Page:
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Meghalaya village Quinine Nongladew latches on to its past in search for COVID-19 cure

File photo: Cinchona or quinine tree is a genus of about 40 species in the family of rubiaceae. They grow 15-20 meters in height and produce white, pink or yellow flowers. They are medicinal plants and known source for quinine and other components.

File photo: Cinchona or quinine tree is a genus of about 40 species in the family of rubiaceae. They grow 15-20 meters in height and produce white, pink or yellow flowers. They are medicinal plants and known source for quinine and other components.   | Photo Credit: R. Ragu

Pandemic has generated interest among locals in cinchona, says headman of village named after alkaloid quinine

Hydroxychloroquine may not be the answer to SARS-CoV-2 or the COVID-19 pandemic. But quinine, its most primitive antimalarial avatar, has made a village in Meghalaya latch on to its past for a curative future.

Welcome to Quinine Nongladew, a village named after the alkaloid quinine extracted from the bark of cinchona, a plant belonging to the Rubiaceae family and classified as either a large shrub or a small tree.

The village, about 70 km south of Guwahati, is on the highway to Meghalaya capital Shillong.

Meghalaya’s Forests and Environment Department has no records on the Quinine Garden. The villagers are clueless too.

“I was a boy when our parents settled here from other parts of Meghalaya about 50 years ago. There was no village before us and the place was called Quinine because of the plantation. We added Nongdalew later,” said Bhastar Lyngdoh Tongkhar, the headman of the village of about 400 people.

Badhok Nongmalieh, an entrepreneur who documents local histories, said the cinchona nursery was raised in the 19th century, probably around 1874, when Shillong became the British administrative headquarters for Assam Province.

“Large swathes of Meghalaya used to be, and still are, malaria-prone. The British had the foresight to start the plantation to combat malaria and other diseases caused by mosquitoes,” Mr. Nongmalieh said from Mawtnum village near Quinine Nongladew.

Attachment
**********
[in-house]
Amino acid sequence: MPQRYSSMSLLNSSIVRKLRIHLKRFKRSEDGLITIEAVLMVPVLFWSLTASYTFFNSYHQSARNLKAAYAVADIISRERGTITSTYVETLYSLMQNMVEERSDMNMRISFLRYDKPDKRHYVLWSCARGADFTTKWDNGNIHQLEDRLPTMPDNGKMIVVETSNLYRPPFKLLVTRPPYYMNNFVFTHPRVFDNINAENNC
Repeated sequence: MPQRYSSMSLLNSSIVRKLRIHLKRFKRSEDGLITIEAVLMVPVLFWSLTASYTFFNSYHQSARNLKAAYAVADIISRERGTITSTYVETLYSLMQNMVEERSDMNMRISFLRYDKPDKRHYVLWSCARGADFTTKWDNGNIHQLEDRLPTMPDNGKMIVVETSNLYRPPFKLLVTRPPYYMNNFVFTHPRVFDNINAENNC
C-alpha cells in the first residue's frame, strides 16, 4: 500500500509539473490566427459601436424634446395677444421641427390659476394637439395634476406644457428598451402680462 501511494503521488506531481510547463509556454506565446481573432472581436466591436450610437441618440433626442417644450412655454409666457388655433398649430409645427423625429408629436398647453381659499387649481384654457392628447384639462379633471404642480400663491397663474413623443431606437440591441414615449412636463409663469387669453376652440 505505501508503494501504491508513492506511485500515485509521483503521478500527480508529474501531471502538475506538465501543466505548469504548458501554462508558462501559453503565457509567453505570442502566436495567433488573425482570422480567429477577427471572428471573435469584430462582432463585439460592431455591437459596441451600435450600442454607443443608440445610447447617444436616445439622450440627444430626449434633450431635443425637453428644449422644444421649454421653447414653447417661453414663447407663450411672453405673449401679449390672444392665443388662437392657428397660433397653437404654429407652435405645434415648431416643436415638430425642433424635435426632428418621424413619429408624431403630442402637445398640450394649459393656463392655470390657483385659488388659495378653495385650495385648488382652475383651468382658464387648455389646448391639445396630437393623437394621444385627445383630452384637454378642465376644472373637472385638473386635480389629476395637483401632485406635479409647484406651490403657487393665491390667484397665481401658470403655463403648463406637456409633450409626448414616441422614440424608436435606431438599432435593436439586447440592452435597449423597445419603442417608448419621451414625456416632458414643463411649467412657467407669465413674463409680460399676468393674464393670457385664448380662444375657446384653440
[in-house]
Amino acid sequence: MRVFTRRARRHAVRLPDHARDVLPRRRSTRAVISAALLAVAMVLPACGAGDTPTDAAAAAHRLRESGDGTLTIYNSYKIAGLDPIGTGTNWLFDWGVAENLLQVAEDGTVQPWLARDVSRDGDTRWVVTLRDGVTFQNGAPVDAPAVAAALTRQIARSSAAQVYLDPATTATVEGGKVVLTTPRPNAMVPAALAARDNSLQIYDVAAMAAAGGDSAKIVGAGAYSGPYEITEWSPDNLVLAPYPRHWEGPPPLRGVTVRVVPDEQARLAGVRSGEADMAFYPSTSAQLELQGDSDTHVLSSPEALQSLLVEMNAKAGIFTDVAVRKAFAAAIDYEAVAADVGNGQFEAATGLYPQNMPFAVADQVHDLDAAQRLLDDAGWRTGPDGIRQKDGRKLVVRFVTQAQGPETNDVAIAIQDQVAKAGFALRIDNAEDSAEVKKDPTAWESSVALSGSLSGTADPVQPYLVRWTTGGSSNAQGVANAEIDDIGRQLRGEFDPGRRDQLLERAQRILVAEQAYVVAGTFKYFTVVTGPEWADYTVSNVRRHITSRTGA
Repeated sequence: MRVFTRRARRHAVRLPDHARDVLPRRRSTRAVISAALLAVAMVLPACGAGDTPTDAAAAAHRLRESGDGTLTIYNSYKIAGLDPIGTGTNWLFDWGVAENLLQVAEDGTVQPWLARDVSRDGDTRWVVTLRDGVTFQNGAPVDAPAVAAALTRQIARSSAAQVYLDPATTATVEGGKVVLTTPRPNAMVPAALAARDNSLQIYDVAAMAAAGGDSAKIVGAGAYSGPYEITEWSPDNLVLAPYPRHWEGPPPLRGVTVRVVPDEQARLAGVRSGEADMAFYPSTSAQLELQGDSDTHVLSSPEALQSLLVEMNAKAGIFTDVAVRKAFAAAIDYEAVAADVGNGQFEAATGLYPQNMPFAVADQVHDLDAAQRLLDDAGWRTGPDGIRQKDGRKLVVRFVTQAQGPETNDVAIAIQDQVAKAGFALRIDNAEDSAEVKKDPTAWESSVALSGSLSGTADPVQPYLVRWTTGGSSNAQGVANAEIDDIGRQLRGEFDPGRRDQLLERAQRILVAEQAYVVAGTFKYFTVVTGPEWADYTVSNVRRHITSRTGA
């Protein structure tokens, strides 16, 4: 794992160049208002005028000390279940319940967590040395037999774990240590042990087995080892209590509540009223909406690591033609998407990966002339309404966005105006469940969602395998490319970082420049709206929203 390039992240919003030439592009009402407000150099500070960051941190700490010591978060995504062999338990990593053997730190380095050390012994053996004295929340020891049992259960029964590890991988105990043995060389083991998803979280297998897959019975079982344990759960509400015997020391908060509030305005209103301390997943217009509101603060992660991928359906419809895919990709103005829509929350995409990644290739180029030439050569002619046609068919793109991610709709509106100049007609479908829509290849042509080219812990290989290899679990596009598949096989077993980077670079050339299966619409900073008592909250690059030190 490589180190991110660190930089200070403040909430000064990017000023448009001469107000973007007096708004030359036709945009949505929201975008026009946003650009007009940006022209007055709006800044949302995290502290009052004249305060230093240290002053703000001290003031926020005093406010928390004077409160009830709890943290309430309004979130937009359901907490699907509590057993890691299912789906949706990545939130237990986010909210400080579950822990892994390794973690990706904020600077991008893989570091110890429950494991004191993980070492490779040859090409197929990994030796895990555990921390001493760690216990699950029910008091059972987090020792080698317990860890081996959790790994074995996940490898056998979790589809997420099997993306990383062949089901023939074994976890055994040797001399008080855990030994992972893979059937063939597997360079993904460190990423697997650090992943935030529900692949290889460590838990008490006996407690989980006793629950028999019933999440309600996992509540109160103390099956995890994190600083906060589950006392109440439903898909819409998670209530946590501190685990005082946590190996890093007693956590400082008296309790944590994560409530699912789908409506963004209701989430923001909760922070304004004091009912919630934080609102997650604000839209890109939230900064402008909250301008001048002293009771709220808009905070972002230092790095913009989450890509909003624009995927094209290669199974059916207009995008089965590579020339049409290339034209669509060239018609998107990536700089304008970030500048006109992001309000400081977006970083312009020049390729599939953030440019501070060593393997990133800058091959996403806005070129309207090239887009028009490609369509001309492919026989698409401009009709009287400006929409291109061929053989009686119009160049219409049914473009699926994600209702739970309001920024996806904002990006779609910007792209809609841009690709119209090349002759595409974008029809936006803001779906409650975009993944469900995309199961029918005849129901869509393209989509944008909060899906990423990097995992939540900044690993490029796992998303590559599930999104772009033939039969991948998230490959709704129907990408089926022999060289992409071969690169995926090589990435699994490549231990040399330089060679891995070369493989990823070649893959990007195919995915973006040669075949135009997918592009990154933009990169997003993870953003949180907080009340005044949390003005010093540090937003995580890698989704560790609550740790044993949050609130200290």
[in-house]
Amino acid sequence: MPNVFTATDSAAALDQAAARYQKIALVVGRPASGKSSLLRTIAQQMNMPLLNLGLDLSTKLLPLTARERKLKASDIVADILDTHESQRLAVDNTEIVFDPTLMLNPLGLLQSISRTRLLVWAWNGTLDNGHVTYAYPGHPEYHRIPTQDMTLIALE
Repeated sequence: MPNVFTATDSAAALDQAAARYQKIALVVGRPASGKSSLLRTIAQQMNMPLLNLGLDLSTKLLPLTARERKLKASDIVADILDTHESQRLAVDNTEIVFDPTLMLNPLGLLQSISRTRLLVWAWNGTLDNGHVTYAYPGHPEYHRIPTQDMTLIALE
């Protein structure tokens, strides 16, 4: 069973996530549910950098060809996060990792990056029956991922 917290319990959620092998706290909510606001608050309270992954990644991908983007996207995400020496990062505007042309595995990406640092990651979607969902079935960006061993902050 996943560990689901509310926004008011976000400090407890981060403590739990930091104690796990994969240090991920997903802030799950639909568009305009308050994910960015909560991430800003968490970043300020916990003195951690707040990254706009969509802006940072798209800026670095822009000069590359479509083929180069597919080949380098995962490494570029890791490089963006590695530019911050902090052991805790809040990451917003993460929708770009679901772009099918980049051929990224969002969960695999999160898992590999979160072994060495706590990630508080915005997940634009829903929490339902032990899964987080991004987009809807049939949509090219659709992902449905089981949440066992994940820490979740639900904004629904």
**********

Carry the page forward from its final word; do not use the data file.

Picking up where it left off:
The nursery on an unknown area fell into disuse by the mid-1950s, Mr. Nongmalieh added.

One of the reasons is that the Forest Department has no control over the area where a few cinchonas grow uncared for.

According to the Indian State of Forest Report 2019, Meghalaya has a forest cover of 76.32% of its geographical area. But the department lords over only 1,113 sq km forest area while the remaining 16,005.79 sq km is under community and private ownership.

“We have no jurisdiction over Quinine Garden or whatever is left of it. But our predecessors said the plantation was not much of a success at it involved an exotic species brought from South America,” B.S. Kharmawphlang, Principal Chief Conservator of Forests (Research and Training), told The Hindu from Shillong.

The villagers, however, said people in the olden days collected the bark of the plant and ground it to administer to malaria patients.

“The COVID-19 pandemic has generated interest among locals in the cinchona tree. The government should enlighten us about the curative properties of this tree and guide us on how to preserve it,” Mr. Tongkhar said.

The villagers also sniff commercial gain if quinine goes on to become a source of cure for the disease, which is incurable for now.

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Printable version | Jun 4, 2020 4:28:26 AM | https://www.thehindu.com/news/national/other-states/meghalaya-village-quinine-nongladew-latches-on-to-its-past-in-search-for-covid-19-cure/article31590008.ece

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